Trump Obama
Barack Obama (R) greets the then President elect Donald Trump at inauguration ceremonies swearing in Trump as the 45th president of the United States on the West front of the U.S. Capitol in Washington, Jan. 20, 2017. REUTERS/Carlos Barria

President Donald Trump and former President Barack Obama haven't exactly been fans of one another as they have criticized each other works constantly. Amid the latest feud between them that erupted after Trump's allegations that Obama wiretapped the Trump Tower during the presidential elections has further strained ties between the president and his predecessor.

On Tuesday, a report surfaced that while Trump and Obama have not spoken to each other since the inauguration ceremony on Jan. 21, their advisers have been in contact with each other. Trump's White House chief of staff, Reince Priebus, and Obama's former White House chief of staff, Denis McDonough, spoke to each other after Trump claimed that Obama had him wiretapped, two sources told CNN.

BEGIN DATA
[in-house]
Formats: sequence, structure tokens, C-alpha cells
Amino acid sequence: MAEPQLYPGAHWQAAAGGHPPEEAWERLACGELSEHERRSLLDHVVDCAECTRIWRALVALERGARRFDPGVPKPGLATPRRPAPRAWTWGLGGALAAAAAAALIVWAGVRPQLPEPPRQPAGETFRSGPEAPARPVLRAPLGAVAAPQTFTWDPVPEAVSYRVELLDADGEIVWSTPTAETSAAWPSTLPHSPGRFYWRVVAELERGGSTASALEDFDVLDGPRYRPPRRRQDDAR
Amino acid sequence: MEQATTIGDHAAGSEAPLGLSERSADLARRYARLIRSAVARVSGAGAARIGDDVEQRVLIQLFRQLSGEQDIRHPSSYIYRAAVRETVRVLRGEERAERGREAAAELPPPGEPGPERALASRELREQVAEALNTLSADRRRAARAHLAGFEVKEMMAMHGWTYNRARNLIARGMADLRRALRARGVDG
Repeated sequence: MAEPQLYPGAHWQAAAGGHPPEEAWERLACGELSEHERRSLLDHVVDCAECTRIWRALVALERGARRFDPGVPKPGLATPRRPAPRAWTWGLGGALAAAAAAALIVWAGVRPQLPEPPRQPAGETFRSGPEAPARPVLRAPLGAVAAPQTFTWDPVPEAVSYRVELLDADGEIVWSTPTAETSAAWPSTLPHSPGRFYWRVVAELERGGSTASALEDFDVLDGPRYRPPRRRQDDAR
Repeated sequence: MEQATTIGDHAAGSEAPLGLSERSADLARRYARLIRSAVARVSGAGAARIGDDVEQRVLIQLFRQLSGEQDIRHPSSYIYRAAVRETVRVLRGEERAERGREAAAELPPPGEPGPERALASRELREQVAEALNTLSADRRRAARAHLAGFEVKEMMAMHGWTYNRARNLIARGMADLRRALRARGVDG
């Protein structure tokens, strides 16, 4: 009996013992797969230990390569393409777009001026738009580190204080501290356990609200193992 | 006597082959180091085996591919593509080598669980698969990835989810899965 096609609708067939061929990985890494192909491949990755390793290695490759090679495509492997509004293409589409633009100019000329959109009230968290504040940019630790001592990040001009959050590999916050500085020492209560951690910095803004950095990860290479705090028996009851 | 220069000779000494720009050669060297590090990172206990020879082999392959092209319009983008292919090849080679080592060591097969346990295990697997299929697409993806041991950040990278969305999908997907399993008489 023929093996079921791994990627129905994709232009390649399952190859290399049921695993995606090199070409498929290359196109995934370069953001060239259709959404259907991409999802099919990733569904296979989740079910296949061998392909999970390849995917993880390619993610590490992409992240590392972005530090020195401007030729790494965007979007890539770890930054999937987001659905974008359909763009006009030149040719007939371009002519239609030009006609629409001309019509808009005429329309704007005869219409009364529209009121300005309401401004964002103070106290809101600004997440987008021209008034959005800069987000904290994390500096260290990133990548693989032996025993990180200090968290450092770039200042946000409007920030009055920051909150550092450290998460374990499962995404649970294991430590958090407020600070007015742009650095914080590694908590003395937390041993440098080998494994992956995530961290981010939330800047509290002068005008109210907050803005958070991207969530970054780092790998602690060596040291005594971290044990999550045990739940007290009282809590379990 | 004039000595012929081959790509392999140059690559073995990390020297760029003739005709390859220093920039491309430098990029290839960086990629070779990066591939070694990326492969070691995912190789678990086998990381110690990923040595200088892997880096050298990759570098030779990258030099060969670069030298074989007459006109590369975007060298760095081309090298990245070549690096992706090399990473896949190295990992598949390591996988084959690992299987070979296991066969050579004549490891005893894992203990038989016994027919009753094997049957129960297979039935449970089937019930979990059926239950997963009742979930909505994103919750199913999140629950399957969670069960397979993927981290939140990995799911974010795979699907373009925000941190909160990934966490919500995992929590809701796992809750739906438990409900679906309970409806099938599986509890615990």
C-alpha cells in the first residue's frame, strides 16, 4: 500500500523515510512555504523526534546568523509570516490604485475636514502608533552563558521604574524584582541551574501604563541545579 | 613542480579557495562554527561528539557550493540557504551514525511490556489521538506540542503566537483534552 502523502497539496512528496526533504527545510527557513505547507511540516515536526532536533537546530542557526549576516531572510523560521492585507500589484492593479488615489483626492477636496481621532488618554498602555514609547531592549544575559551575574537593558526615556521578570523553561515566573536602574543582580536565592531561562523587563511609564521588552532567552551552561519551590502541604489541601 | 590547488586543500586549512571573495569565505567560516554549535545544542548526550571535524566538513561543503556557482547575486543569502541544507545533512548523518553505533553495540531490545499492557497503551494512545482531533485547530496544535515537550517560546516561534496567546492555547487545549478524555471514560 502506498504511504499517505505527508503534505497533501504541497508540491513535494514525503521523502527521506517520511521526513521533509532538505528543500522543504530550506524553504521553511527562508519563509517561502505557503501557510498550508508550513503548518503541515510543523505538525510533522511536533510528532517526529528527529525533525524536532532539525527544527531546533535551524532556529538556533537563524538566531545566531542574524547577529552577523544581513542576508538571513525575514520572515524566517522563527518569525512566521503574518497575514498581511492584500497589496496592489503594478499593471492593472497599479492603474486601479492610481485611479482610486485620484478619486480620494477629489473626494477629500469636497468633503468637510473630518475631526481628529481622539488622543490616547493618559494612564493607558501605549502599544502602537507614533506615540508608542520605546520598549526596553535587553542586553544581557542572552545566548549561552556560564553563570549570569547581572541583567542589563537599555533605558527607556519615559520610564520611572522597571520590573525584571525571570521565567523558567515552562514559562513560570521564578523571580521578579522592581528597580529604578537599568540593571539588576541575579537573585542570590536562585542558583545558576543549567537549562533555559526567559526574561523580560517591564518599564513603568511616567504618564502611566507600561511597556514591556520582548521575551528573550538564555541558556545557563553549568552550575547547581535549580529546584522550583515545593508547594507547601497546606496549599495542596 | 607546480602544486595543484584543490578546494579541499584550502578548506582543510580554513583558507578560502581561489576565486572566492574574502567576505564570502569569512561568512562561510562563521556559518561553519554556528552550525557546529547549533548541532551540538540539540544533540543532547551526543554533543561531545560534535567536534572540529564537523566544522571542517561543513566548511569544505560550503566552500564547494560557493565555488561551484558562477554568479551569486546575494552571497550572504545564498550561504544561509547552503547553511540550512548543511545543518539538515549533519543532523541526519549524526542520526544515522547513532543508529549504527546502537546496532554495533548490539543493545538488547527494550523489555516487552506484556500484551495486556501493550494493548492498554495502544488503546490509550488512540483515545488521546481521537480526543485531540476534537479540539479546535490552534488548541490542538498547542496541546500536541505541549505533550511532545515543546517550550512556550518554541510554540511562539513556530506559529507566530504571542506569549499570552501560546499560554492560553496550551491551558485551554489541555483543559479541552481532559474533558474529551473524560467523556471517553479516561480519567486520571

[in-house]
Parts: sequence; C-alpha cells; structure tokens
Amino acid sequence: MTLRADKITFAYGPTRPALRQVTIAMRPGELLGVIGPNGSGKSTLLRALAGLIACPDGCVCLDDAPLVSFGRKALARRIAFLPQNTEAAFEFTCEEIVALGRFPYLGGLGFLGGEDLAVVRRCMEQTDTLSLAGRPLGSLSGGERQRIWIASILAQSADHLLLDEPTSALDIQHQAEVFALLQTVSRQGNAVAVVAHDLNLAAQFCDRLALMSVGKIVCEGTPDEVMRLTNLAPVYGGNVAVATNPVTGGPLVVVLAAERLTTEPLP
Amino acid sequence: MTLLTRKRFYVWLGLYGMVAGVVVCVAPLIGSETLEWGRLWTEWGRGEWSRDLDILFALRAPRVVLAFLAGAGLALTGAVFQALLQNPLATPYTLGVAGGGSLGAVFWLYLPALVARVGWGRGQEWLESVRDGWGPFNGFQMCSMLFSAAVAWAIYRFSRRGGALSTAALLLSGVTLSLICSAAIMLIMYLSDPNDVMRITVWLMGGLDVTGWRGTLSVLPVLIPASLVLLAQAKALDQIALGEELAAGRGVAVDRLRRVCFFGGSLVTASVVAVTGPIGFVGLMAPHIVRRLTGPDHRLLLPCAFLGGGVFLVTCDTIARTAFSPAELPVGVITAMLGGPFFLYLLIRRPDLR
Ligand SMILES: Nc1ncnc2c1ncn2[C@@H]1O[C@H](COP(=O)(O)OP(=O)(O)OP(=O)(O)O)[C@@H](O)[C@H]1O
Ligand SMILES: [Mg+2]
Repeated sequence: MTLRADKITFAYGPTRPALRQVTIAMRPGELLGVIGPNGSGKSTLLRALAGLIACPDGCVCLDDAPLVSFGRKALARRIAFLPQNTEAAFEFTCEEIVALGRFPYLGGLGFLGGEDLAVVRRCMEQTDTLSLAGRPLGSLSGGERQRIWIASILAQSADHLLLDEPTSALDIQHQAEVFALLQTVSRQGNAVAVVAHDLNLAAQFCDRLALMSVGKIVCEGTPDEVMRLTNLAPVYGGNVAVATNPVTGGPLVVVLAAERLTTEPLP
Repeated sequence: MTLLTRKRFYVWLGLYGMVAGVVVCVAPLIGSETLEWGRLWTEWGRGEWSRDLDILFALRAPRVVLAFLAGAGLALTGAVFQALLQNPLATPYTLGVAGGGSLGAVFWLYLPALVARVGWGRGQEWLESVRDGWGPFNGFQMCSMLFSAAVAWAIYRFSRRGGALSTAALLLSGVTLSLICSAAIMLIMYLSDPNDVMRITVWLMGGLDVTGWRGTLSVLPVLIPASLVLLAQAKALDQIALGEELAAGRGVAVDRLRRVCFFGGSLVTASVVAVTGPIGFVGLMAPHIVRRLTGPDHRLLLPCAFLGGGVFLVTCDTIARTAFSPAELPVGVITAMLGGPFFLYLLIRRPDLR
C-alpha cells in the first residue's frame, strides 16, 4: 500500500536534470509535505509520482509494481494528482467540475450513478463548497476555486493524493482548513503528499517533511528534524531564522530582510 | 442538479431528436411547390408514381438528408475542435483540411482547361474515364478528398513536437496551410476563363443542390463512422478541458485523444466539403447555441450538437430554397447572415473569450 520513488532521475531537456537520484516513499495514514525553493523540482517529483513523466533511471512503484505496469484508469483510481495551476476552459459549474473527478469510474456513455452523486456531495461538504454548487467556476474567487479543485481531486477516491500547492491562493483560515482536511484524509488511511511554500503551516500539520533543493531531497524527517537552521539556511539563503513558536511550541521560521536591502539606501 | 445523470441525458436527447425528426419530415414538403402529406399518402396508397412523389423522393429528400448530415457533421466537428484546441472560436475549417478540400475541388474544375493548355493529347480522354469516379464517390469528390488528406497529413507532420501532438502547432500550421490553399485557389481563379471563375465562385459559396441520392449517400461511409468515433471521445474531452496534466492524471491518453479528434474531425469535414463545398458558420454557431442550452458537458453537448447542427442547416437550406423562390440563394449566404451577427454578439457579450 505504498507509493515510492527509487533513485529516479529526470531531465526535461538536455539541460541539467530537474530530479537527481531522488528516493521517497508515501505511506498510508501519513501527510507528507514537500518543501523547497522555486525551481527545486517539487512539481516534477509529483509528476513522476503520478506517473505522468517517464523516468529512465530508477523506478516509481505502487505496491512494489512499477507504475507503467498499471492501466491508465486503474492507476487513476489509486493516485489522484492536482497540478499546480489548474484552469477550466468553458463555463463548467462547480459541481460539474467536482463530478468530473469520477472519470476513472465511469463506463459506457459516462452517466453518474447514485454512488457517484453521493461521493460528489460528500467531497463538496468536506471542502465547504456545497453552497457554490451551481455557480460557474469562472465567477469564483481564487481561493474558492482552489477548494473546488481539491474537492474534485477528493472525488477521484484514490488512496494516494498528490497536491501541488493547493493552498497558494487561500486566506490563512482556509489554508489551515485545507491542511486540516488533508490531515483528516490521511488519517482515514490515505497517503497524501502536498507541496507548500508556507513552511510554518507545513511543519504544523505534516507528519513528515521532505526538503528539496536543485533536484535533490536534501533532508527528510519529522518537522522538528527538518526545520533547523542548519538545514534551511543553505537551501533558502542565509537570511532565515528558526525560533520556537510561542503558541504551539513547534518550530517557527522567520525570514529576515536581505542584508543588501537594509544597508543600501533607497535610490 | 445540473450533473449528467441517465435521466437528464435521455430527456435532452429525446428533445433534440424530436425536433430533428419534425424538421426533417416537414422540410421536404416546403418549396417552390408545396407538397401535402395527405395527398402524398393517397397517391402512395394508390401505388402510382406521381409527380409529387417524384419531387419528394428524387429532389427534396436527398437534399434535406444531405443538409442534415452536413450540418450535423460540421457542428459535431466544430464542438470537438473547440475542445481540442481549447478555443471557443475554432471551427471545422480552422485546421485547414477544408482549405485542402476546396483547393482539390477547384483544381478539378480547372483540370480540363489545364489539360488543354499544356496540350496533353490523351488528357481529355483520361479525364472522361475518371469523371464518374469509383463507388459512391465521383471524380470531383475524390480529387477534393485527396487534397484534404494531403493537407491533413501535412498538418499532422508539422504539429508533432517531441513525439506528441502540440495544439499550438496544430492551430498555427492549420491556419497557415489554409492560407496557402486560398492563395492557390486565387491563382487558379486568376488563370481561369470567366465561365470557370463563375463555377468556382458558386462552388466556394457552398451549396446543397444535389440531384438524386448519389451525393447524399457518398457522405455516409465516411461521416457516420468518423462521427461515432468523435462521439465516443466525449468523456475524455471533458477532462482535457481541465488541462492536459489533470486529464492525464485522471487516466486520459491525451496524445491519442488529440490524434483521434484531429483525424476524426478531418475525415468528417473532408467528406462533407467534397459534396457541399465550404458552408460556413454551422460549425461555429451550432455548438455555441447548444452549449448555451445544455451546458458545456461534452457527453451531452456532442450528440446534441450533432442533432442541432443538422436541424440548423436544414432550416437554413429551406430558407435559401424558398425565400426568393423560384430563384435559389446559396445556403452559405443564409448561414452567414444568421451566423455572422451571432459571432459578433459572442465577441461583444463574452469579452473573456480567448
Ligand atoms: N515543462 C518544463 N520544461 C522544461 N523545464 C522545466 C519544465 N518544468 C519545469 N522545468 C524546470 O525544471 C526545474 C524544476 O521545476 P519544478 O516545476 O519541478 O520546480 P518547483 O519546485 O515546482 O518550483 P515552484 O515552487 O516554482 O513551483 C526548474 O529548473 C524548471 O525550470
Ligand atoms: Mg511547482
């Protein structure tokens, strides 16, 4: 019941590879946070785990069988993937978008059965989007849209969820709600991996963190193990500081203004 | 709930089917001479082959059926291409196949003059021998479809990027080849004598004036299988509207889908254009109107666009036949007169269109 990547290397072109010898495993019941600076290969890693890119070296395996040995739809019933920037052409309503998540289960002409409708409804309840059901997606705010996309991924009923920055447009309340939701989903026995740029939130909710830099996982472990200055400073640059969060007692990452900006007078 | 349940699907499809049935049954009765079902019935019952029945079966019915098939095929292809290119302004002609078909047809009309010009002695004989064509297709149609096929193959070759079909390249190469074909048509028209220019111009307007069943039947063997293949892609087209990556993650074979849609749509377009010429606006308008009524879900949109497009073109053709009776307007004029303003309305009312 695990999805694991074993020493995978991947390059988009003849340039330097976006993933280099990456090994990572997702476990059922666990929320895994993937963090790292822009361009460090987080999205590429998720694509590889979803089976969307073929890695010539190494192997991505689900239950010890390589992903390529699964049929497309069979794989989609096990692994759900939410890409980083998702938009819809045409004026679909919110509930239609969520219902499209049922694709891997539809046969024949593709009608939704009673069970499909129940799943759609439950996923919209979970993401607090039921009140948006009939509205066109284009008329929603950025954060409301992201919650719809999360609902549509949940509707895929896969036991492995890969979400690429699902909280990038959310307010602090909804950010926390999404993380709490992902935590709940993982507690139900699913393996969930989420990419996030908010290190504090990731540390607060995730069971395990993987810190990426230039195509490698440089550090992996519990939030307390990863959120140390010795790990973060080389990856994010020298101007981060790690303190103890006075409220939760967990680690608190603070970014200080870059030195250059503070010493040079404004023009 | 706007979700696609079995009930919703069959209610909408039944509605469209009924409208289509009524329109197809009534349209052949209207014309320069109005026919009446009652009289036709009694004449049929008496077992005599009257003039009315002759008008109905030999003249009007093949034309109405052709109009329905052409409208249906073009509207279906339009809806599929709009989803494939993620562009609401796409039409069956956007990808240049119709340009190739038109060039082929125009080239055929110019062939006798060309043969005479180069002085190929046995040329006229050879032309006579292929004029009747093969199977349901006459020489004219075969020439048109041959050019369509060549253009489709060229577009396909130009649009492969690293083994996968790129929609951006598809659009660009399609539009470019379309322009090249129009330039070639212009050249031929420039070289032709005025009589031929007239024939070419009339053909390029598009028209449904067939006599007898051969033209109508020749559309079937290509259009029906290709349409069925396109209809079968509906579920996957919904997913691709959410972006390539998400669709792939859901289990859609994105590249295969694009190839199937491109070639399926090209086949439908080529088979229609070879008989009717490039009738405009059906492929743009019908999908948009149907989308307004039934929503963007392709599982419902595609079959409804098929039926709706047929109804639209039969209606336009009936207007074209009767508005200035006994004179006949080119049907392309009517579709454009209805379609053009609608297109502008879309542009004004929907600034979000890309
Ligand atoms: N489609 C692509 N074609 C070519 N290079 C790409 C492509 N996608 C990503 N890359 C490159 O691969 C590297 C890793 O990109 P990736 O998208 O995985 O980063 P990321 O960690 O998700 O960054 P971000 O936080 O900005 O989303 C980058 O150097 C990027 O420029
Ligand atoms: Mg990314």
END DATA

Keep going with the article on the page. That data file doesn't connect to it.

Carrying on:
"There is a dialogue," a source, who on condition of anonymity, said, adding that former Obama officials and Trump officials have spoken since Saturday. This gave rise to speculation that the conversations between their advisers may soon lead to talks between Trump and Obama.

On Tuesday, Obama's aides told the Wall Street Journal that the 44th President of the U.S. was "furious" about Trump's allegation without any evidence.

"Terrible! Just found out that Obama had my 'wires tapped' in Trump Tower just before the victory. Nothing found. This is McCarthyism!" Trump said last week, ordering an investigation.

Later that day, a spokesman for Obama said: "Neither President Obama nor any White House official ever ordered surveillance on any US citizen. Any suggestion otherwise is simply false."

Read: Obama, Trump Irritated At One Another

The latest accusation may have crumbled the rapport between Trump and Obama, especially after the former said that he developed a "warm" relationship with his predecessor.

On Monday, White House press secretary Sean Spicer downplayed any tensions when asked if Trump's claims would damage the relationship between the two. "I think that they'll be just fine," Spicer said.

Last month, Trump claimed in a television interview that he has a good relationship with Obama.

"It’s a very strange phenomenon. We get along," Trump told Bill O’Reilly in an interview with Fox News. "I don’t know if he’ll admit this, but he likes me. I like him."

"How do you know he likes you?” O’Reilly asked, to which Trump replied: “Because I can feel it. ... That’s what I do in life. It’s called, like, ‘I understand.’"